TC: Round table 1:  Making an impact across industry (Chair:Jean André)
Around this roundtable, the panel will talk about the key performance indicators (economical, environmental...) industrial companies are trying to optimize jointly or separately (included or not in the models), the impact through examples on the operations to transform the way they work, the integration within their working environment and processes (user interactivity, HMI and others), the qualitative benefits such as team training, knowledge sharing... They will also cover the challenges of understanding the business needs and transform it iteratively into optimization models, the modeling effort to capture all the dynamic situations faced by operations, the difficulties of user acceptance vs the other tools they have used in the past (comparative effect) or home made tools or well marketed magic tools, how they are guaranteeing the actual use…

TD: Round table 2: Successful factors of industry/academics partnerships (Chair: Michele Quattrone)
Around this roundtable, the panel will discuss about the key ingredients that make an industry/academic partnership successful from an industrial and academic points of view. How do we initiate such partnerships? How do we track the evolution? Do we need to precisely define the roles in such partnerships ? What is expected from industrials by academics: data, real life topics, business expertises...? What is expected from academics by industrials: scientific excellence, modeling practice, algorithmic developments, hype technological check...? What are the final output of such collaboration expected: prototyped models, feasibility studies, Proof of concepts...? What are the issues that are regularly faced in such collaborations: misunderstandings, Intellectual Property,...?




Wednesday 26th June: panel,  tutorials and workshops

WA:  How can better governance save the world with the help of OR? a joint effort of the streams on Governance Analytics and Making an Impact, on the Practice of OR (Chair: Joaquim Gromicho)             


The United Nations just published an alarming report showing that mankind not only leads to an accelerated rate of extinction of species but is orchestrating its own extinction, unless a dramatic change occurs. This calls for effective global governance measures. Intentions are however not enough: for instance agreeing on an amount of emission reduction is not the same as knowing how to reach such objective. Resources are also unequally distributed: we produce more than enough food to feed mankind, nevertheless more than 10% of the world is starving. Careful planning may lead to bringing food to those that need it at low cost and on time. Means of mass transportation have a lower environmental impact but are difficult to plan to the full extent of their potential. Huge opportunities for OR to develop the instruments that effective governance may use to improve the condition of our planet. The panel brings together experts in governance, sustainability, energy, societal impact, mass transportation, defense against the forces of nature and on how to effectively feed the world. The panel includes recipient of past Frans Edelman awards for impact on profit, people and planet. The panel discussion is started by Cathal MacSwiney Brugha.   The panel members are:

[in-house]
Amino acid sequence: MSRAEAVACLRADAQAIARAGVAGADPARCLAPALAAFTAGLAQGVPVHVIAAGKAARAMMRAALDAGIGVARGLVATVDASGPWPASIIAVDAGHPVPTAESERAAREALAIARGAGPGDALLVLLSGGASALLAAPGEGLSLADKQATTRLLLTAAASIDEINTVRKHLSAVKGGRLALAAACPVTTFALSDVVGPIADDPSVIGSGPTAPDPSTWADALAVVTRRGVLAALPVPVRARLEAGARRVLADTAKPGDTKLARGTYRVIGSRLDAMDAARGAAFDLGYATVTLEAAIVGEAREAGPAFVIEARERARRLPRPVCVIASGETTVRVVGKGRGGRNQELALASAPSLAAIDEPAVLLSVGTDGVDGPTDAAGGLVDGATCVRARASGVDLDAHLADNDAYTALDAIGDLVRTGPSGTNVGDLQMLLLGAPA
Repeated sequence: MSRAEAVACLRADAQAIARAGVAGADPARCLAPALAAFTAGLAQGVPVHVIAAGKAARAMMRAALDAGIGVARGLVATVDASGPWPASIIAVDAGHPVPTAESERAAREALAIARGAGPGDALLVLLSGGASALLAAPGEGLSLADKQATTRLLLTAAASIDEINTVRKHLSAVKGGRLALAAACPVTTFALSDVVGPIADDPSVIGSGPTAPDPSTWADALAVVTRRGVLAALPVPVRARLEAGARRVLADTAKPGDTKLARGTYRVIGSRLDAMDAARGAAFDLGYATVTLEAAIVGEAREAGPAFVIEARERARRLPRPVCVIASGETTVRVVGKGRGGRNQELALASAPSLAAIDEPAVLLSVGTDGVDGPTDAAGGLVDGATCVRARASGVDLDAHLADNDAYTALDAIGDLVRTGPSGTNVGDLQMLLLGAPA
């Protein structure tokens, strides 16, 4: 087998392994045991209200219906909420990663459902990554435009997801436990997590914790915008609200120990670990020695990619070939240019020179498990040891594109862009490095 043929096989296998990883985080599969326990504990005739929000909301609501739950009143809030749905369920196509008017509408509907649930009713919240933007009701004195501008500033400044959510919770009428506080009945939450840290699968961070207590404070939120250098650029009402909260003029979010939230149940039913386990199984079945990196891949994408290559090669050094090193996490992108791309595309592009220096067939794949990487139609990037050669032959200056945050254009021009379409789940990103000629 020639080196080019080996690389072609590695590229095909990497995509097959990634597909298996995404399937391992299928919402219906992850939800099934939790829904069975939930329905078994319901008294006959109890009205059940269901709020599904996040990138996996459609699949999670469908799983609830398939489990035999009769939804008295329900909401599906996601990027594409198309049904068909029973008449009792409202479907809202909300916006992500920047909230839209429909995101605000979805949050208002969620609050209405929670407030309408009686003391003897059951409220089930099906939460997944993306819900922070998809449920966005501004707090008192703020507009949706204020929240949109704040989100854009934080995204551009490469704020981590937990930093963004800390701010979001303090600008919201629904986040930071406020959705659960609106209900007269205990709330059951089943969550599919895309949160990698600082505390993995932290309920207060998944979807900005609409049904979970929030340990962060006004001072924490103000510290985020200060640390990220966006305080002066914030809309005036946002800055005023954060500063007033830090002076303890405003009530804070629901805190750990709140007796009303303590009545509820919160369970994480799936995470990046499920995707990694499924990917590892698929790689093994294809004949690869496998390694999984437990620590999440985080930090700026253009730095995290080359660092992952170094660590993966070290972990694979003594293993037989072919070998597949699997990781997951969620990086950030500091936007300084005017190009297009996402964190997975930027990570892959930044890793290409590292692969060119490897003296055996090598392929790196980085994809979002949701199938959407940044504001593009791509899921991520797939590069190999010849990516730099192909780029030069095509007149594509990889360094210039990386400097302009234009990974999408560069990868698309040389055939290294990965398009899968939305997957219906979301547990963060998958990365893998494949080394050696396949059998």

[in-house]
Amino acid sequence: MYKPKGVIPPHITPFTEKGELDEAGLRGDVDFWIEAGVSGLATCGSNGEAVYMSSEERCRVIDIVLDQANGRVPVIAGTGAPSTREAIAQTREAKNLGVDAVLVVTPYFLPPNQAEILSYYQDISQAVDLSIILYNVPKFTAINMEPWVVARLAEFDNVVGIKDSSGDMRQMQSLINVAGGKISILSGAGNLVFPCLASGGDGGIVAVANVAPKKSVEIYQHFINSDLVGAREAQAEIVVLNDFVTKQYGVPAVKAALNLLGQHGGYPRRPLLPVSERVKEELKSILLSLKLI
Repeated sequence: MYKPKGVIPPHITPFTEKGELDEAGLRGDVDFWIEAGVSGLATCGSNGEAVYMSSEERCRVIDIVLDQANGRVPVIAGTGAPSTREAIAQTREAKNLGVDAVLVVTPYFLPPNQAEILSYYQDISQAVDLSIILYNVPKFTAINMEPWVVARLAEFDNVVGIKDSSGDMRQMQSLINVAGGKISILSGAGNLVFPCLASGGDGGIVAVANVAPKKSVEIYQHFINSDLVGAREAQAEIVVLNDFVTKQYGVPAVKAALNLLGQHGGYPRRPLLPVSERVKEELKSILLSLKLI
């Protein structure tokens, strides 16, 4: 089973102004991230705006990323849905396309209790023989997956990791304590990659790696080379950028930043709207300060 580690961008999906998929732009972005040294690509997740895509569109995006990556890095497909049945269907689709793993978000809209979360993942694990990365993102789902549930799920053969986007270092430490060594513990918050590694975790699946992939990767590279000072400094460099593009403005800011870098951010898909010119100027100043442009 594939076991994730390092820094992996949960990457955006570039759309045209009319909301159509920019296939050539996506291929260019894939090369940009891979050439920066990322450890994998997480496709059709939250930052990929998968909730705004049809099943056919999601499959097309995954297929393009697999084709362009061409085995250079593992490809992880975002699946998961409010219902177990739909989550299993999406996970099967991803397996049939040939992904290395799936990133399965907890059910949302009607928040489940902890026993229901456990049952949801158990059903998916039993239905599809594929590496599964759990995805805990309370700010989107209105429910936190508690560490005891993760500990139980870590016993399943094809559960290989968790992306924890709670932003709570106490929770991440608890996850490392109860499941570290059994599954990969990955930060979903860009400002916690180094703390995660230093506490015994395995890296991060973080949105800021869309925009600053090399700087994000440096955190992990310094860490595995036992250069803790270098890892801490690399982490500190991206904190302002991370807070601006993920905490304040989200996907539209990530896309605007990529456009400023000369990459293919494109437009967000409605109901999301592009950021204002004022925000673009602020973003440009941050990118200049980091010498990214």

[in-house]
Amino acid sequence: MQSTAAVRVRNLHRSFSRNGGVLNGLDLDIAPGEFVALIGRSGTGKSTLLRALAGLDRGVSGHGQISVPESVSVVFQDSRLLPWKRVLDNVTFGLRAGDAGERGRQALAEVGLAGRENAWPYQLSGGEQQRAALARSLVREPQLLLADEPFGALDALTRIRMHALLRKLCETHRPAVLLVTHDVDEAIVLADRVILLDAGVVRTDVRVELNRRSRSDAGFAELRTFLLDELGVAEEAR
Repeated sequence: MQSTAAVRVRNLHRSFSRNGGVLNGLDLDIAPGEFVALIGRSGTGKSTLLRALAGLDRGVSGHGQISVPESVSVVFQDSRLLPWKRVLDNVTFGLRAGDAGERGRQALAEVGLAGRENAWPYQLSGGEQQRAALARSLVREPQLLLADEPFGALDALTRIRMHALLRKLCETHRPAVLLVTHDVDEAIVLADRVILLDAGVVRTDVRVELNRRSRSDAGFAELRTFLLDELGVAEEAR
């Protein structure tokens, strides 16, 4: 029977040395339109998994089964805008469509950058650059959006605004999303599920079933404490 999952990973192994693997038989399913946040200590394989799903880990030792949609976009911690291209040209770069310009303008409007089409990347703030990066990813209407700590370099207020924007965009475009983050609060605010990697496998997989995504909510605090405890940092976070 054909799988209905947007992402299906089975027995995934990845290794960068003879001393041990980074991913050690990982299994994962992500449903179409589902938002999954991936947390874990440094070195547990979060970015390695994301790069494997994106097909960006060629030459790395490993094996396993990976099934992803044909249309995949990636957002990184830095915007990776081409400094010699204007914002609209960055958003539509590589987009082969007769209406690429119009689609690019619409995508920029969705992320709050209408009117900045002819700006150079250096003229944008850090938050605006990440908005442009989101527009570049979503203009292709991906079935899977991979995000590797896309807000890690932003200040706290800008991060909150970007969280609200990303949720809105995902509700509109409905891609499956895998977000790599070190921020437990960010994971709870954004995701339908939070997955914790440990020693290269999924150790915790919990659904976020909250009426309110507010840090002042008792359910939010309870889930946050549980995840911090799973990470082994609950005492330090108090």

• Cathal MacSwiney Brugha, Emeritus Professor of Decision Analytics, University College Dublin, President, Analytics Society of Ireland.

  • Anna Nagurney, tutorial speaker at the EURO,, focuses her research on network systems from transportation and logistics with emphasis on sustainability and quality issues with applications ranging from pharmaceutical and blood supply chains to perishable food products and humanitarian logistics.


WB: Tutorial: Optimizing with Python (Leader:Joaquim Gromicho)
Academics in OR learned a multitude of programming and modeling languages, all with their strong and weak points. Nowadays general purpose languages exist and python seems to dominate on all domains of analytics, but how good is it for optimization? That is exactly what this tutorial will teach you, taking into account mathematical modelling and optimization and also the development of heuristics for hard and challenging problems.